is evil yet many will simplify it to that to make their point. It's when
            people begin to take the claim at face falue do I begin to worry.
            People
          • Who's minding the AppStore?

            Iran's leadership is evil? Says who, GW Bush and the Israel lobby? Half the planet thinks America's current leadership is evil so it's only a matter of perspective.

            Apple on the other hand is arbitrarily restricting everyone from tethering their iPhones. Apple is minding the AppStore, not AT&T.
            jeffathome
          • I say the Iranian leadership is evil.

            Please tell me why I'm wrong.
            People
          • RE: Who's minding the AppStore?

            ____________________________________________________
            The App would be there if AT&T permitted tethering.
            ____________________________________________________
            People
          • You haven't the slightest clue

            What if O2 in the UK decided email was forbidden on the iPhone? Should Apple lock the entire World out of email? That is what they are doing concerning tethering.
            jeffathome
          • You say the Iranian leadership is evil

            You say to tell you why you're wrong. Why don't you tell us why you're right?

            Iran wants to say we're here, we're strong.
            The only reason they're branded as "evil" is because the US doesn't want another nuclear power in the world. But from the Iranian's perspective, why shouldn't they be allowed to have that power as well?

            I don't want another nuclear power out there either, but saying the Iranian leadership is evil because they want power is quite moronic.

            If I were in the business of oversimplifying things to kindergarten level, I'd be more inclined to call Super Duper Dubbya evil. He's the one who has destroyed a country under false pretenses of 9/11 ties and possession of WMDs. He has singlehandedly destroyed the US's credibility for a whole generation, and some people still think he's good. That just boggles my mind.
            tikigawd
      • You're cpletely right

        Apple is just looking out for YOU, the consumer. Because they LOVE you so much!

        Apple is awesome
        tikigawd
  • RE: Jobs: App Store is huge; iPhone has a kill switch

    Can I have your job where I just regurgitate what other people say?

    Here let me try a little:

    In August 11th post Larry Dignan reported that the Wall Street Journal reported that Steve Jobs reported something. Not only did Jobs report something, but he reported multiple things. Included in the things that Larry Dignan reported about the Wall Street Journal report was the fact that Steve Job reported he did want to report about certain stuff.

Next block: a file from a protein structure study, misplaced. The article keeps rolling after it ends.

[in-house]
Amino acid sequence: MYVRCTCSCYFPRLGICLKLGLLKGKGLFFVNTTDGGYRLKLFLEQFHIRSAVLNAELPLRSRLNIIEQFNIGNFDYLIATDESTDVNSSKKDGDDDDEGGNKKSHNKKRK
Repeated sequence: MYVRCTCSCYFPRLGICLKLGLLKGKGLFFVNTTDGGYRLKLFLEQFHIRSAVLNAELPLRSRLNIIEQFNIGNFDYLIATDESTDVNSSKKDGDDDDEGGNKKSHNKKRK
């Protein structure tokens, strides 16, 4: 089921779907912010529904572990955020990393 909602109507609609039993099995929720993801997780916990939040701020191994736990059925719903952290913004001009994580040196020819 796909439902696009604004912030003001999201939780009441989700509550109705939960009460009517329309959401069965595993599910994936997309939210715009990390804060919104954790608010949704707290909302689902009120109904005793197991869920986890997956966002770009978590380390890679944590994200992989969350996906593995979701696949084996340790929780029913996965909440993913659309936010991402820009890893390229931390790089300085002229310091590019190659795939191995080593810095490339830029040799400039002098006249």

Ta Da!
    That'sHedley
    • That's how blogging works.

      Bloggers aren't journalists. They are opinionists. They take news reported by real journalists and see how many talkbacks they can get. The more talkbacks the more valuable they are to sites that sell advertising.

      Larry of course gets less talkbacks than any of the other bloggers on this site. I'm surprised he's still here.

      Create yourself a blog and you may be able to get his job.
      bjbrock
      • Re: That's how blogging works

        bjbrok: No offense, but...

        "Bloggers aren't journalists."

        He's an editor. That makes him a journalist.

        "They are opinionists."

        Where's the opinion? I don't see any. I see the equivalent of a 3rd grade book report regurgitating the Wall Street Journal article. ZDNet should create a bot to do this.

        "Create yourself a blog"

        No thanks.
        That'sHedley
        • A Question for Hedley

          You said: <i>Where's the opinion? I don't see any. I see the equivalent of a 3rd grade book report regurgitating the Wall Street Journal article.</i> *** Uh huh. Would you - or did you - in fact read the WSJ article is you hadn't seen this blog post? *** There are entire scientific journals of nothing but abstracts - summaries like this one, that alert the reader to the existence of content he might otherwise miss, and give a sufficient summary of the content to decide whether to follow up, and where to do so. *** A legitimate journalistic function, and not a matter of opinion (despite what the prevous poster said).
          fairportfan
          • Answers

            Usually, when I see it is a blog I go straight to the source as the reliability of blogs can be questionable. And the only reason why I "go to" blogs in the first place is the fact that Google News, etc. posts them as real articles.

            Yes, I am familiar with a meta-analysis and its function in scientific journals. However, regurgitating a single article with no additional content is not a meta-analysis. There is usually a compilation of data and summary of the findings. To which this "analysis" does not offer.
            That'sHedley
        • ...

          [i]Where's the opinion? I don't see any. I see the equivalent of a 3rd grade book report regurgitating the Wall Street Journal article. ZDNet should create a bot to do this.[/i]

          Then might I suggest you stop reading Larry's blog. You obviously don't care for what he posts.
          Badgered
          • Answer

            Actually I do care since I took my time to post to the original message. I was voicing my opinion that the value of his work was poor at best and perhaps he should spend more time on the content. Finally, I will stop reading his posts, but not for the reason you gave me. I will do so because he offers no content outside of the original article.
            That'sHedley